Regional planning agencies often fail to incorporate community analysis into sustainable urban development schemes because former politically independent urban entities are now aggregated socially and economically into urban networks. The distribution of services and amenities throughout an urban network may be the influence of competing values of regional political units and/or the competitive force between globalized industry and land-use practices. Often Environmental Justice (EJ) communities are incompletely defined by political boundaries, zip code or census tract, or by socio-demographic commonalities like poverty or race. It is argued in this study that communities are unsustainable across a continuum of socio-economic factors and thus need a theoretical reference or statistical comparison to other populations to build a cumulative EJ case. Disparate communities are subject to hazards disproportionately to other communities and need to be defined with wider scope and scale. The suggested method, cumulative impact assessment, reduces some of the inadequacies of EJ policy and research by expanding the assessment methods. The project uses Geographic Information Systems (GIS) to take into account several additional factors not used by administrators such as economic potential via transportation mobility/accessibility, which may increase the depth and scope of EJ.
|Commitee:||Frey-Spurlock, Connie, Theising, Andrew|
|School:||Southern Illinois University at Edwardsville|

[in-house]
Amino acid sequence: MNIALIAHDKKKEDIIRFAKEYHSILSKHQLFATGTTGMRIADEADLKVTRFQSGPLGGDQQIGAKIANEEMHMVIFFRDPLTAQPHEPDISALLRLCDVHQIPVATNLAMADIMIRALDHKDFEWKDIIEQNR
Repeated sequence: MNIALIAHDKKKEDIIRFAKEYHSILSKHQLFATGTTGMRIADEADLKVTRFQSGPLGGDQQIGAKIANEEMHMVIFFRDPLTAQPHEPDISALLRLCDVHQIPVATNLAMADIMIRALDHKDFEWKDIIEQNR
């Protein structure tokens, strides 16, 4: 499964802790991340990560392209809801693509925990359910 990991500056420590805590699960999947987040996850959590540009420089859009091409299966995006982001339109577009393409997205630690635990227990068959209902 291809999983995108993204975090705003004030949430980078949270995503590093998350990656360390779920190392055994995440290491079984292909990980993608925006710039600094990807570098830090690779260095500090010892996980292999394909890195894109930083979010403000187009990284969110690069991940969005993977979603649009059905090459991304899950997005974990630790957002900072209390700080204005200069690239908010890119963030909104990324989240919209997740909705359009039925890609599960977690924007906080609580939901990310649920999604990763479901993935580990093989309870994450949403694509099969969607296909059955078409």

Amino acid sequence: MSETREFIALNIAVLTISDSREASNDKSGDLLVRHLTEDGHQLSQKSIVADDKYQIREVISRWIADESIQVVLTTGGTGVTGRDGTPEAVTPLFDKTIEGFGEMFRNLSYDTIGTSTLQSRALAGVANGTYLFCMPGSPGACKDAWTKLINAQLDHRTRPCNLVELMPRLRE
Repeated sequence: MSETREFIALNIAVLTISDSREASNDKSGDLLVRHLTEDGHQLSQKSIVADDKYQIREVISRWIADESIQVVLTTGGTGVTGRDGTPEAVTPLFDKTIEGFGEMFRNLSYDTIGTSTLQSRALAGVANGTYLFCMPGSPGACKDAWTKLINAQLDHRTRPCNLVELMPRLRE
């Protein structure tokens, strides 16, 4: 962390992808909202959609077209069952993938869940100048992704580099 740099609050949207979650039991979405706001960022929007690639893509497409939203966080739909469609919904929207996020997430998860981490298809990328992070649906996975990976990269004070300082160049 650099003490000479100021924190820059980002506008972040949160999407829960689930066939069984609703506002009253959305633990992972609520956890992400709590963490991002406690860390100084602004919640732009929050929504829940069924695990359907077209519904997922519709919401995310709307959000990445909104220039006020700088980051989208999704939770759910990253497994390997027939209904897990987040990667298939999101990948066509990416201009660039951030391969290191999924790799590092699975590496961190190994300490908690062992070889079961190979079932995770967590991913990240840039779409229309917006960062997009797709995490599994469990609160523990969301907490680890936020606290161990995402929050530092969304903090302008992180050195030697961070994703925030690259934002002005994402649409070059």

|School Location:||United States -- Illinois|
|Source:||MAI 53/03M(E), Masters Abstracts International|
|Subjects:||Social research, Environmental Studies, Environmental Justice, Transportation planning, Urban planning|
|Keywords:||Accessibility, Environmental justice, GIS, Mobility, Policy, Transportation|
Copyright in each Dissertation and Thesis is retained by the author. All Rights Reserved
The supplemental file or files you are about to download were provided to ProQuest by the author as part of a
dissertation or thesis. The supplemental files are provided "AS IS" without warranty. ProQuest is not responsible for the
content, format or impact on the supplemental file(s) on our system. in some cases, the file type may be unknown or
may be a .exe file. We recommend caution as you open such files.
Copyright of the original materials contained in the supplemental file is retained by the author and your access to the
supplemental files is subject to the ProQuest Terms and Conditions of use.
Depending on the size of the file(s) you are downloading, the system may take some time to download them. Please be